NJ: On August 1, 1996, a fight between Sunni Muslims and Five Percenters (a Muslim sect) in the recreation yard of the NJ State Prison in Trenton resulted in eleven prisoners injured and one stabbed. A dozen homemade weapons were confiscated. The prison was locked down after the incident.
NM: Navajo Nation leaders announced plans to build a 2,000 bed prison that would include jewelry, beading and weaving industries. Navajo DOC Director Wilbe Antone said it would be the first American prison to specialize in Native American prisoners and would also offer Native American religious ceremonies.
Panama: In late July, 1996, Panamanian TV stations broadcast footage showing dozens of naked prisoners running across a courtyard in the Modelo prison near Panama City while guards beat them with sticks and clubs. Prison director Ricardo Reynolds defended the beatings claiming the prisoners had killed two other prisoners minutes earlier. Built in 1930 to hold 250 prisoners, Modelo now holds 1,800; 80% of whom are still awaiting trial.
SD: South Dakota State Penitentiary sergeant Mark McClure resigned in September, 1996, after police began investigating the disappearance of $3,100 from a benefit fund for a prison worker with leukemia. McClure was in charge of administering the fund and was indicted on October 10, 1996, for stealing the money, according to police.
TX: On August 21, 1996, prisoners at the Federal Correction Center (a state facility despite the name) in Eden began a sitdown strike to protest poor quality food and clothing and little access to hobby crafts. According to small media reports, at least six prisoners were shot by guards attempting to smash the strike. In a separate incident, nine prisoners and three guards were injured in a recreation yard escape attempt from the same prison on the same day.
TX: On July 2,1996, Hardin County district attorney Bo Horka was sentenced to three years probation and fined $5,000 after being convicted in federal court of misprison, which is failing to report a felony. Horka lied to federal prison officials when he told them he needed Eric Marroquin, a Texas businessman serving a 25 federal sentence for mail fraud, released from BOP custody to testify in a capital murder case. Horka submitted weekly reports to the BOP saying Marroquin was being held in the county jail. In reality Marroquin stayed in Horka's home and was allowed to see his wife and children and roam the community. The state bar declined to suspend Horka's license to practice law.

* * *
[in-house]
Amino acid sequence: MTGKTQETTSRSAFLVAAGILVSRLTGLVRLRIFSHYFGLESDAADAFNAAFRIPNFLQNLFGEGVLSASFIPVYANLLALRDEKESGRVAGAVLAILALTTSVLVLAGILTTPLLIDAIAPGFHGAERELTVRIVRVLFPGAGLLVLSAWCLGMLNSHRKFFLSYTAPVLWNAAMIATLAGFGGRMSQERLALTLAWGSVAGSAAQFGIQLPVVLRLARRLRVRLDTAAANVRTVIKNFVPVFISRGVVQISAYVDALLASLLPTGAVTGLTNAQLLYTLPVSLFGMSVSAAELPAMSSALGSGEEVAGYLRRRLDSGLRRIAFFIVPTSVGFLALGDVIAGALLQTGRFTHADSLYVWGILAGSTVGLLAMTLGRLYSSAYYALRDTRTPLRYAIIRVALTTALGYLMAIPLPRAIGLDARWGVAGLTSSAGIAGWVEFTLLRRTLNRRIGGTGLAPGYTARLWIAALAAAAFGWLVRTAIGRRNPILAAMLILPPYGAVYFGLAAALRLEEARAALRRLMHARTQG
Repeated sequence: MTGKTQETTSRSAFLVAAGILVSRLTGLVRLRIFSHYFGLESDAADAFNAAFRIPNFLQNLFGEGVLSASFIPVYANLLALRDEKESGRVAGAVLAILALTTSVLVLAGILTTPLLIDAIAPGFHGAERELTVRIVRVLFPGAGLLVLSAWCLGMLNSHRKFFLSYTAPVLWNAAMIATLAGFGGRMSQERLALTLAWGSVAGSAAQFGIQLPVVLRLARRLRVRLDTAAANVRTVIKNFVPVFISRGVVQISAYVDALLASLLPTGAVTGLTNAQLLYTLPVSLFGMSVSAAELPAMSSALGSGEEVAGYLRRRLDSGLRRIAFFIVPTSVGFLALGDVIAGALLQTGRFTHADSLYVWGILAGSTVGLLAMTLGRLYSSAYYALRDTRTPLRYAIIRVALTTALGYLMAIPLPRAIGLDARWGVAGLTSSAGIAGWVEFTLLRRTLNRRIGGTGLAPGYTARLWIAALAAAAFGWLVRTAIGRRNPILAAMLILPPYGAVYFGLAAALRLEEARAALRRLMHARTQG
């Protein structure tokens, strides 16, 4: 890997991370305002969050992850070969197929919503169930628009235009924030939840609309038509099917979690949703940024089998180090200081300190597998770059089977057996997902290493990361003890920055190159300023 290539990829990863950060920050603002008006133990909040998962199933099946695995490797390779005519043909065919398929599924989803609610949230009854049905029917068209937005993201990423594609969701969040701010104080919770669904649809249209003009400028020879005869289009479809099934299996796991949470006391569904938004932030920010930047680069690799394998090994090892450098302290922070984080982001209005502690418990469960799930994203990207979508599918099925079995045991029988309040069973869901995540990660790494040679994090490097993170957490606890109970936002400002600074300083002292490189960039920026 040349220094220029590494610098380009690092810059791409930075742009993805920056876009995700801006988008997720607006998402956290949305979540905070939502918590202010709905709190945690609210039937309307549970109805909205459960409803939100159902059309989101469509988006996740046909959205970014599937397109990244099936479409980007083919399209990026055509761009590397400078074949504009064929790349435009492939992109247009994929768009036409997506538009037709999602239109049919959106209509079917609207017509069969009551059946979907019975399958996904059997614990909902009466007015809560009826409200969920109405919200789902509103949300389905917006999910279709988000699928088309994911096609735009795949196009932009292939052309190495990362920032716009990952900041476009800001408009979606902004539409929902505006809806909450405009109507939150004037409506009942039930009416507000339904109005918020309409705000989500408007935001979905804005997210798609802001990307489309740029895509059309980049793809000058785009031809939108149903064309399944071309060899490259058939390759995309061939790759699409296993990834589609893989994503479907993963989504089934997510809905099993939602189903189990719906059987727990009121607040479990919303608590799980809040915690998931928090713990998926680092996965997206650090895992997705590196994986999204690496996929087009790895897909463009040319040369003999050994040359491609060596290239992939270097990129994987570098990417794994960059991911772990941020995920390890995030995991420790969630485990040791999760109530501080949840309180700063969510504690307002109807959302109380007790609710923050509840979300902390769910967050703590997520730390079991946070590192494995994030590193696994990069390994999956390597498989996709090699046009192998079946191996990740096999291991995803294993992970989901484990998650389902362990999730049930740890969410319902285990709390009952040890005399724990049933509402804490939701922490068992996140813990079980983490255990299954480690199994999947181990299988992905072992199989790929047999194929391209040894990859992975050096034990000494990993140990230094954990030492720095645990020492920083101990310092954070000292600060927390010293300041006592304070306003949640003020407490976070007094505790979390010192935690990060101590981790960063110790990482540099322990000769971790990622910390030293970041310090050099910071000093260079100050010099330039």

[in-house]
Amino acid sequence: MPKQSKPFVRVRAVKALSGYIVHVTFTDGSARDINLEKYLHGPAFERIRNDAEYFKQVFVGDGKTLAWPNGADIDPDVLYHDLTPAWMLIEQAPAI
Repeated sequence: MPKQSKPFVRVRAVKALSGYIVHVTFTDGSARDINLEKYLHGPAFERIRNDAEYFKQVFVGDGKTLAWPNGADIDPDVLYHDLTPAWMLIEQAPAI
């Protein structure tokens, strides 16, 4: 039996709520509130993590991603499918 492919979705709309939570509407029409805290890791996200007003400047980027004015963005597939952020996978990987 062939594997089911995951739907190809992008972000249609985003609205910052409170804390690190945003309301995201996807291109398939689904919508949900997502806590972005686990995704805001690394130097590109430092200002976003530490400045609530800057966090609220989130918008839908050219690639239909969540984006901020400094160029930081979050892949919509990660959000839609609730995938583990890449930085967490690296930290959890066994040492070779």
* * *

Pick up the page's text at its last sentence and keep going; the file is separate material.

WA: In September, 1996, Pierce County opened up a $6 million, 500 bed temporary jail facility in a parking lot. The temporary jail is designed to reduce overcrowding until a new jail is opened in four years.
WA: On July 11, 1996, former Snohomish County prosecutor Eric Lind was charged with seven counts of first degree theft for taking $44,521 in unearned bonus payments from the law firm that employed him. Lind gained notoriety for prosecuting Charles Campbell on three murder charges.
WI: In August, 1996, Kettle Moraine Correctional Facility guard Donald Faul was charged in Sheboygan county with three counts of sexually assaulting two male prisoners and two counts of mistreatment of prisoners. In one incident Faul intentionally lost a "dirty" urine specimen and told the prisoner "You owe me big time buddy." Afterwards, Faul came to the prisoner's cell, rubbed is leg and said "Hi, princess." In another incident Faul gave a prisoner a card depicting a penis with "thinking of you" written on it.
WI: The state has filed suit to recoup several hundred thousand dollars in fraudulent attorney fees charged by six attorneys in the Wisconsin Public Defenders office. Thomas Awen agreed to repay the state almost $100,000 he over billed for work in 301 cases for which he charged the state $405,000 over a three year period. Jeffrey Kravat had his law license revoked and was sentenced to four months in jail, five years probation and $74,200 in restitution for his fraudulent overbilling. According to the attorney generals office, these lawyers and at least two others submitted bills showing they frequently worked more than 24 hours a day.